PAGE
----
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Can a Pre-existing Condition Affect Settlements in Ontario?

A serious injury from a car accident in Ontario may leave you suffering pain long after bruises, scrapes, or breaks have healed, and the injured body parts may be prone to re-injury.

A person who has already been injured in an accident may have to pay less compensation. 

Even if you are afflicted with a prior medical condition, such as a bad back or an undiagnosed disease, you may still be eligible for compensation. In some cases, new injuries may be compensable, even if you aggravated an existing condition.

Contact a personal injury attorney in Ontario to discover more about how your pre-existing injuries may affect the amount of your current personal injury settlement.

AIM OF ONTARIO’S PERSONAL INJURY LAW

Plaintiffs in personal injury cases seek compensation to place themselves in the same position as if the defendant had not injured them. Accordingly, the purpose of the tort system is to keep the plaintiff in the same place as they would have been otherwise.

In Canadian courtrooms, metaphors such as “thin skull” and “crumbling skull” describe returning the plaintiff to their initial position.

As per the thin skull theory, even if a plaintiff is more vulnerable to injury than others, a defendant is required to compensate them for their injuries.

According to the “crumbling skull” rule, a defendant is not obligated to compensate a plaintiff for an injury suffered prior to the lawsuit or its eventual outcome. Our intention is not to improve the plaintiff’s position but to return them to their original one.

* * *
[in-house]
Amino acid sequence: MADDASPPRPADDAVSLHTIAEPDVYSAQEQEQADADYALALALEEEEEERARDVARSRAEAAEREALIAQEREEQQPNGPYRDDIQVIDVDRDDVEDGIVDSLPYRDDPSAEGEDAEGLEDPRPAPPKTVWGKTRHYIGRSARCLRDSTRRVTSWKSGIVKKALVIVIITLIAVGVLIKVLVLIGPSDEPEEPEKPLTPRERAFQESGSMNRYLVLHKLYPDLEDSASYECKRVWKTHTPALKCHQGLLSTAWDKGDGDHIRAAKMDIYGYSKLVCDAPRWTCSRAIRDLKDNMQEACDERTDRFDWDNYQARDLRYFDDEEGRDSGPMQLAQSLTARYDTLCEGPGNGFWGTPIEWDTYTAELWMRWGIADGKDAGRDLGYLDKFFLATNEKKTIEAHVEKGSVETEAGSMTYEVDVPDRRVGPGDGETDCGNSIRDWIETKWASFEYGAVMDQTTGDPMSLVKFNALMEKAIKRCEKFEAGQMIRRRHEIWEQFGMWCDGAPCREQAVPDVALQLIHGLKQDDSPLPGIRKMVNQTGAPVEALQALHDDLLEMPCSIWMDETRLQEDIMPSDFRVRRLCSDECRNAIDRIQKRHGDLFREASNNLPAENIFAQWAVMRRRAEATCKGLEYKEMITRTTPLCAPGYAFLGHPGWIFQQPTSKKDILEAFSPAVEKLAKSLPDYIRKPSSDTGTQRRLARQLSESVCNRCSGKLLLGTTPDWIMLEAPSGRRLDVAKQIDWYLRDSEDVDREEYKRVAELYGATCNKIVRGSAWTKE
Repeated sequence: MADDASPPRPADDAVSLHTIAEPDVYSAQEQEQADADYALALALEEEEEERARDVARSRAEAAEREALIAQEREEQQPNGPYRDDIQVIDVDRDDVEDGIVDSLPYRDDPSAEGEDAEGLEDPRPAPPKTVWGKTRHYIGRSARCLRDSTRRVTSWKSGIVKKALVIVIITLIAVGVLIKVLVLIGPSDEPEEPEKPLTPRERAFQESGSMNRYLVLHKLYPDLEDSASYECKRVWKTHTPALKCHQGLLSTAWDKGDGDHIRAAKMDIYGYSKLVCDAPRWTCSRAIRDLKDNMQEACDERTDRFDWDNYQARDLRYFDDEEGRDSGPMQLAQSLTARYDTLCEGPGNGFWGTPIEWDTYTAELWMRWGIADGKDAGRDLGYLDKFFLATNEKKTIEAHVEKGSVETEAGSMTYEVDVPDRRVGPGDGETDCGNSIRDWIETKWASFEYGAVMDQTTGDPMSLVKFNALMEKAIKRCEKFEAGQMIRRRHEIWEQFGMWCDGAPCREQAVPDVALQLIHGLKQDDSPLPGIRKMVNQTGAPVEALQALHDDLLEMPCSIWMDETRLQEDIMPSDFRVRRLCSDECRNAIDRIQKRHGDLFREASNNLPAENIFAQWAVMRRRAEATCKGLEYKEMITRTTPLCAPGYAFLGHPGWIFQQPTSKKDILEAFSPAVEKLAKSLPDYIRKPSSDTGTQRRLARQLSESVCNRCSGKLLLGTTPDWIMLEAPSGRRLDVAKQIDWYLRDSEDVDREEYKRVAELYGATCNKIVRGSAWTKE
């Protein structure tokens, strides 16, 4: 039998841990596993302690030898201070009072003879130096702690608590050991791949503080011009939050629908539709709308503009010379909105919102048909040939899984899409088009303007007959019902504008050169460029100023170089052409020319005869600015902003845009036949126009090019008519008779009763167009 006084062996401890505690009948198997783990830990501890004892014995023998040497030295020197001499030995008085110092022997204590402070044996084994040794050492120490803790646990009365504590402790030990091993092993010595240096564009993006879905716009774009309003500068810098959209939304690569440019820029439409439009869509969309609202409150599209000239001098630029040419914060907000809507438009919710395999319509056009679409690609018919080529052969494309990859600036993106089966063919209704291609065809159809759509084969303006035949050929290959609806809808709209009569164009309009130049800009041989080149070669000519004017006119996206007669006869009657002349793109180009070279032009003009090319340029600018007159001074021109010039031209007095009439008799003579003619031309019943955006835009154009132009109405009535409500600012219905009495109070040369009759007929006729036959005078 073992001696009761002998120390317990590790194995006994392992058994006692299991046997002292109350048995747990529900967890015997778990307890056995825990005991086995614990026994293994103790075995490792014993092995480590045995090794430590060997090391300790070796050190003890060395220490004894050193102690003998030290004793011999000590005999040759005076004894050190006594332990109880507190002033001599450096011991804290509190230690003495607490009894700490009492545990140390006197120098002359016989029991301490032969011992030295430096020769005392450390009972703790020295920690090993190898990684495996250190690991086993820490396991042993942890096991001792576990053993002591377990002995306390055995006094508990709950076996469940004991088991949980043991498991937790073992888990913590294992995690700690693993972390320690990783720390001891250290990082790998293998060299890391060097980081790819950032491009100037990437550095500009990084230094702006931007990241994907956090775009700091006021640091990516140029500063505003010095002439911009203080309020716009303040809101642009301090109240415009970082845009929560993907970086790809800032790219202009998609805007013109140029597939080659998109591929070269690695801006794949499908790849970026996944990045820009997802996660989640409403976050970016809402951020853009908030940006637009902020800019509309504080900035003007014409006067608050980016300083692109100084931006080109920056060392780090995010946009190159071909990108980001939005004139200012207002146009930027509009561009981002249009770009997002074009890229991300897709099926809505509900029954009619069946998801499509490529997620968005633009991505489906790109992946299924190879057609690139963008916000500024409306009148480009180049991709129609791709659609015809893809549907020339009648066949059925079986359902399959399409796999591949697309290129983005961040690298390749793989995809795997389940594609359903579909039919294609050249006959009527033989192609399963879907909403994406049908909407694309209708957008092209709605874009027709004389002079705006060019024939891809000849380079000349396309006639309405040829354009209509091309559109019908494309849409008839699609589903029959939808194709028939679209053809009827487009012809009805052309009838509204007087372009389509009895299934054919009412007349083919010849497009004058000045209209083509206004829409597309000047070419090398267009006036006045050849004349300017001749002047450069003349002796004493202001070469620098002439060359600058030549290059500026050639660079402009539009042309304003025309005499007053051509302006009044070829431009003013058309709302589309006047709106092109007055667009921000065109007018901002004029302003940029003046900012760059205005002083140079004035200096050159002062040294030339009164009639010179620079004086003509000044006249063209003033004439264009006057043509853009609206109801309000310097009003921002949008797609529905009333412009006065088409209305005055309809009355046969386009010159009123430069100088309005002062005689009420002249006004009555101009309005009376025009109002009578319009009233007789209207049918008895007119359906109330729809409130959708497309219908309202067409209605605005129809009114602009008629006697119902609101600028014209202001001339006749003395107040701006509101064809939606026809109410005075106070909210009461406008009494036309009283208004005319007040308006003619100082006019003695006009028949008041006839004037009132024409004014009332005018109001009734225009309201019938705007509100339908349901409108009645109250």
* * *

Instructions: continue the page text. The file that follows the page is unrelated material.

In a case involving pre-existing injuries, these two notions play a critical role in determining the proper amount of damages. Therefore, they are vital to the settlement process.

SETTLEMENTS AND PRE-EXISTING INJURIES

Settlements involve the plaintiff having their right to file suit against the defendant waived in exchange for compensation. When the plaintiff wins a lawsuit, they usually receive less than they were entitled to. Getting a settlement is preferable to going to trial because it saves time, money, and uncertainty.

Before settling, a party looks at the strengths and weaknesses of the plaintiff’s claim and any defenses the defendant may present. The party will consider each case’s circumstances and how the law applies to those facts.

For example, in a pre-existing injury claim, the plaintiff and defendant would consider whether the plaintiff’s excessive damages were the result of thick skulls, which are unusually vulnerable to injuries, or of crumbling skulls, which would occur regardless of the injury.

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